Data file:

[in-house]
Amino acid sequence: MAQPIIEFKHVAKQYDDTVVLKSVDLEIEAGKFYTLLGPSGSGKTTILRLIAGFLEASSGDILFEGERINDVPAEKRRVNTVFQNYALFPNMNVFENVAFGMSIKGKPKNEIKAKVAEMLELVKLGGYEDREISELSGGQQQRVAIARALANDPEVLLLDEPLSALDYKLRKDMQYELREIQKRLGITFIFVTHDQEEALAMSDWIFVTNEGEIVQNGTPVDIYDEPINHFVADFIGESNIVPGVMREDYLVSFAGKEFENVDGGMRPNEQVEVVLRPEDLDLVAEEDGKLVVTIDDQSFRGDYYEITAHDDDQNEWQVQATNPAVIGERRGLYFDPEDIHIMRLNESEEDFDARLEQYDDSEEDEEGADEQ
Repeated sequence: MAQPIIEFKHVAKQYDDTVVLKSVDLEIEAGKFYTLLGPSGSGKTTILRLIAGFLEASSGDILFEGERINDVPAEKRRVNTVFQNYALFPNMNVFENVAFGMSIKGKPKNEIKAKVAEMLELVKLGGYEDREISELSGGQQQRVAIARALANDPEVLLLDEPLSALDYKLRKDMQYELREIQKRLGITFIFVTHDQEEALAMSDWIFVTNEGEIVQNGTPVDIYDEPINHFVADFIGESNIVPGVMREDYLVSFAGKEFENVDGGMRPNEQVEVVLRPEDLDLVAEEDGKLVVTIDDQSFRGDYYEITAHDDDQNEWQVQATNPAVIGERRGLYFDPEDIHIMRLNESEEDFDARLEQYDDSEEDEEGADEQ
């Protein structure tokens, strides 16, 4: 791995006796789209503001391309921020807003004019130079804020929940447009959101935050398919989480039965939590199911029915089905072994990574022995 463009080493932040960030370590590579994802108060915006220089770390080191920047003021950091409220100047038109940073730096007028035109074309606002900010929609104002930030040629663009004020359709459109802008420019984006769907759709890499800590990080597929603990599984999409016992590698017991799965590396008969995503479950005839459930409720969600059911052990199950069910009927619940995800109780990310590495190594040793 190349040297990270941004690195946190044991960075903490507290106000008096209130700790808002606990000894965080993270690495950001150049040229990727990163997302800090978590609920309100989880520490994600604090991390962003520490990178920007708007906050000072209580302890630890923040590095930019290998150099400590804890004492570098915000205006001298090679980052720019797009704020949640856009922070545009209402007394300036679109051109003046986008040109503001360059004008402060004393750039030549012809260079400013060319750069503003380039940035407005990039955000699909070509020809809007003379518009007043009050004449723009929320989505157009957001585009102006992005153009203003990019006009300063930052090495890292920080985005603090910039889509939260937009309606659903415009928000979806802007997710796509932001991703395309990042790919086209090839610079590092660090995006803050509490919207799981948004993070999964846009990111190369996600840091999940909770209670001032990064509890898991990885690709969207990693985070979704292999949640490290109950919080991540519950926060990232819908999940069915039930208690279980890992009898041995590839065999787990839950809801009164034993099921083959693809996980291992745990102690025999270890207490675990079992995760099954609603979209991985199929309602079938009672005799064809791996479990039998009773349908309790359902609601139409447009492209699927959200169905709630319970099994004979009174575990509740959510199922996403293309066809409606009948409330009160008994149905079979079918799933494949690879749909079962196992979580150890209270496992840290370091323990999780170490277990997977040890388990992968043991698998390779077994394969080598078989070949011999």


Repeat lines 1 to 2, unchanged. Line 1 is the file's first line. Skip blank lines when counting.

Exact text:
[in-house]
Amino acid sequence: MAQPIIEFKHVAKQYDDTVVLKSVDLEIEAGKFYTLLGPSGSGKTTILRLIAGFLEASSGDILFEGERINDVPAEKRRVNTVFQNYALFPNMNVFENVAFGMSIKGKPKNEIKAKVAEMLELVKLGGYEDREISELSGGQQQRVAIARALANDPEVLLLDEPLSALDYKLRKDMQYELREIQKRLGITFIFVTHDQEEALAMSDWIFVTNEGEIVQNGTPVDIYDEPINHFVADFIGESNIVPGVMREDYLVSFAGKEFENVDGGMRPNEQVEVVLRPEDLDLVAEEDGKLVVTIDDQSFRGDYYEITAHDDDQNEWQVQATNPAVIGERRGLYFDPEDIHIMRLNESEEDFDARLEQYDDSEEDEEGADEQ